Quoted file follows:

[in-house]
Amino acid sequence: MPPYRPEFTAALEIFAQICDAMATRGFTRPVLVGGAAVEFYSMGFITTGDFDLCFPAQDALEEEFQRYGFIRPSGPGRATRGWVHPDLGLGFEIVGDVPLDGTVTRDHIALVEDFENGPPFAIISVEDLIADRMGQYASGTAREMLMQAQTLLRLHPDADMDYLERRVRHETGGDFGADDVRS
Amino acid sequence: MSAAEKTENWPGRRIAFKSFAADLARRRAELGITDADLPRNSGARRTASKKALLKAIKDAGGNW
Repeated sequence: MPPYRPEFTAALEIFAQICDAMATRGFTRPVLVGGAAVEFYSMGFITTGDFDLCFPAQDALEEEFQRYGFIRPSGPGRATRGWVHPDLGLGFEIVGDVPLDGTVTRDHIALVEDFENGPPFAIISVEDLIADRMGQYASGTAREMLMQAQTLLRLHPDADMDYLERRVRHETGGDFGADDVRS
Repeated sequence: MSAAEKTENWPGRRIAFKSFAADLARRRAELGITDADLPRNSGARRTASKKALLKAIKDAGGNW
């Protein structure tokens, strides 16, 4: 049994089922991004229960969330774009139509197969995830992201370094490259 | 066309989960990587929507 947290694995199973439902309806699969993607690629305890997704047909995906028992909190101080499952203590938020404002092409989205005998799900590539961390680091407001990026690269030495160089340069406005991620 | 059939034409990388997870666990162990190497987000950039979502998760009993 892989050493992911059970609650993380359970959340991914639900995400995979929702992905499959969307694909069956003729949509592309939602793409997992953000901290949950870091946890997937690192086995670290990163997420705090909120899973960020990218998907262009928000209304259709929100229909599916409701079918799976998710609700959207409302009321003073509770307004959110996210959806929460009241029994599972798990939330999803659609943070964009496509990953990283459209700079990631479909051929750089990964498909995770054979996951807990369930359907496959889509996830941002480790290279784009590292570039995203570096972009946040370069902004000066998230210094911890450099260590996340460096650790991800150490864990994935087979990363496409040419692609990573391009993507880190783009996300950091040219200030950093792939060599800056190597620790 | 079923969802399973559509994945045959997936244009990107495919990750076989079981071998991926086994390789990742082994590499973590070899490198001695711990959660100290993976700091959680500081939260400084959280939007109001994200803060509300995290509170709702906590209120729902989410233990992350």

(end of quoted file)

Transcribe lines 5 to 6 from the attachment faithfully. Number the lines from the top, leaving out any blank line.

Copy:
Repeated sequence: MSAAEKTENWPGRRIAFKSFAADLARRRAELGITDADLPRNSGARRTASKKALLKAIKDAGGNW
């Protein structure tokens, strides 16, 4: 049994089922991004229960969330774009139509197969995830992201370094490259 | 066309989960990587929507 947290694995199973439902309806699969993607690629305890997704047909995906028992909190101080499952203590938020404002092409989205005998799900590539961390680091407001990026690269030495160089340069406005991620 | 059939034409990388997870666990162990190497987000950039979502998760009993 892989050493992911059970609650993380359970959340991914639900995400995979929702992905499959969307694909069956003729949509592309939602793409997992953000901290949950870091946890997937690192086995670290990163997420705090909120899973960020990218998907262009928000209304259709929100229909599916409701079918799976998710609700959207409302009321003073509770307004959110996210959806929460009241029994599972798990939330999803659609943070964009496509990953990283459209700079990631479909051929750089990964498909995770054979996951807990369930359907496959889509996830941002480790290279784009590292570039995203570096972009946040370069902004000066998230210094911890450099260590996340460096650790991800150490864990994935087979990363496409040419692609990573391009993507880190783009996300950091040219200030950093792939060599800056190597620790 | 079923969802399973559509994945045959997936244009990107495919990750076989079981071998991926086994390789990742082994590499973590070899490198001695711990959660100290993976700091959680500081939260400084959280939007109001994200803060509300995290509170709702906590209120729902989410233990992350």